Actually, the first question you’ll be asked is what you’d like to order. But given that you’re in the Southwest, it’ll hopefully be Southwestern food — or at least Mexican or Tex-Mex. And in New Mexico, where the state vegetable is the chile pepper (even though peppers are technically fruits), this dish will inevitably be topped with a sauce made from some variation of these delectable delicacies.
For some background, chiles (from the genus Capsicum) likely arrived in New Mexico from Central America around the 1500s, and have been bred and crossbred countless times since, resulting in newer varieties like Big Jim, Sandia, Rio Grande, Joe E. Parker, New Mexico 6-4, and Heritage 6-4. Each type has a different heat level attached to it, which is measured on the Scoville scale, using Scoville heat units (SHU). Peppers with no spice, like the bell pepper, are ranked at the bottom as zero, with serrano peppers (10,000-25,000 SHU) and Cayenne (30,000-50,000 SHU) holding down the middle, habaneros (100,000-350,000 SHU) toward the high end, and the mouth-melting Carolina Reaper at the top with an unforgiving SHU of 1,570,000. That’s enough to put the merciless peppers of Quetzalacatenango to shame (and those are grown deep in the jungle primeval by the inmates of a Guatemalan insane asylum!).
So what does your choice of color — red or green — say about you as a person?
Although hotter chiles are generally perceived as being red, this doesn’t necessarily mean an eater opting for red is a more daring individual looking for a bigger kick — or, conversely, that a greenie is a weenie. Any true New Mexican knows that a lot of factors — such as seed lineage, climate (especially humidity), and the soil in which they were grown — can affect the spiciness levels, and locals have likely had enough super spicy green peppers to put this myth to rest. Plus, all chiles initially start out as green anyway.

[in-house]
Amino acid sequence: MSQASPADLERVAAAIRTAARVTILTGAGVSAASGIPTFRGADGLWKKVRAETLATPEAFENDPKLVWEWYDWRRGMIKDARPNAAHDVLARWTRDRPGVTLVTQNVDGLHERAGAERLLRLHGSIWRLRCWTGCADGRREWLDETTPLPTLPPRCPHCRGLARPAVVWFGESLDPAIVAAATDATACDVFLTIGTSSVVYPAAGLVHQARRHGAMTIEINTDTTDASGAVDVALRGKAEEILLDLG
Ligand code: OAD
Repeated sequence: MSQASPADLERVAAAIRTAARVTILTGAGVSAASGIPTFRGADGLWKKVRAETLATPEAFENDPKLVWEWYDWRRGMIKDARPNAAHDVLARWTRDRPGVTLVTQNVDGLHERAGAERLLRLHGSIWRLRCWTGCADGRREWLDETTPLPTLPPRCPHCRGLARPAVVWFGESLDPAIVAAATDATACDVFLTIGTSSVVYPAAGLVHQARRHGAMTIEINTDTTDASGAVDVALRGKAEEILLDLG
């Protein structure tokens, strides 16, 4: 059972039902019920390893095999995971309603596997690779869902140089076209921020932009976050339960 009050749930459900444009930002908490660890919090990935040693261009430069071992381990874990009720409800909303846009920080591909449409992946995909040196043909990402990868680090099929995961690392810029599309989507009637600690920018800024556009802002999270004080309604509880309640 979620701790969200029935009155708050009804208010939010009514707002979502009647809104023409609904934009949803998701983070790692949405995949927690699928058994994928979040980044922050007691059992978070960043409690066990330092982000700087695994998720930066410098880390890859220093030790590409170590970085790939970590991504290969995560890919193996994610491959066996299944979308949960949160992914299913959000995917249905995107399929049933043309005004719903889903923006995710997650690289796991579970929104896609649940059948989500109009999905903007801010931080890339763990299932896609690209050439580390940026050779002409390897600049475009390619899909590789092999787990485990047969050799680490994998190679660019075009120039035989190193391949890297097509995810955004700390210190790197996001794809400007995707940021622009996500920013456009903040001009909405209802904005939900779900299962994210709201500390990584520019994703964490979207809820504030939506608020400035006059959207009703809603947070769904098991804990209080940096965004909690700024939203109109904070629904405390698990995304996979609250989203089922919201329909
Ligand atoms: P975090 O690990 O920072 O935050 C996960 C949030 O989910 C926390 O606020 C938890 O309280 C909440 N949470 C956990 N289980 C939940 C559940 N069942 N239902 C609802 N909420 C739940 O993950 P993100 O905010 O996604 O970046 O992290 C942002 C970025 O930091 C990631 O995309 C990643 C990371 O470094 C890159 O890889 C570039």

When it comes to hotness, it really boils down to the strain. For instance, Sandia reds are hotter than Sandia greens, but both of these are hotter than either color of Big Jim. There are also things that chile enthusiasts can do to make them more or less spicy, even after the peppers have been picked. Removing the pith (the veins that run the length of the chile on the inside) can decrease spiciness levels substantially, while freezing peppers reportedly increases the level. I’m not sure there’s any science behind that last part, but many people swear by it.
It can also come down to taste preference, as spiciness isn’t everything. (Especially if you’re ordering in a restaurant, since you might not know which green chiles go into the green sauce, or which reds into the red.) While some diners are color-loyal across the board, others will alter their choice based on the specific dish they order; maybe enchiladas get green, and huevos rancheros gets red. Some folks even go for “Christmas” and get both types of sauce, bucking any sort of loyalty altogether.
In the end, to be perfectly honest, it really doesn’t matter which color pepper you choose. New Mexico — where the Official State Question (yes, that’s actually a thing) is “red or green?” — will love you either way. Unless of course your answer is “none.” Then you can go-the-hell-back to whatever bland state you crawled out of.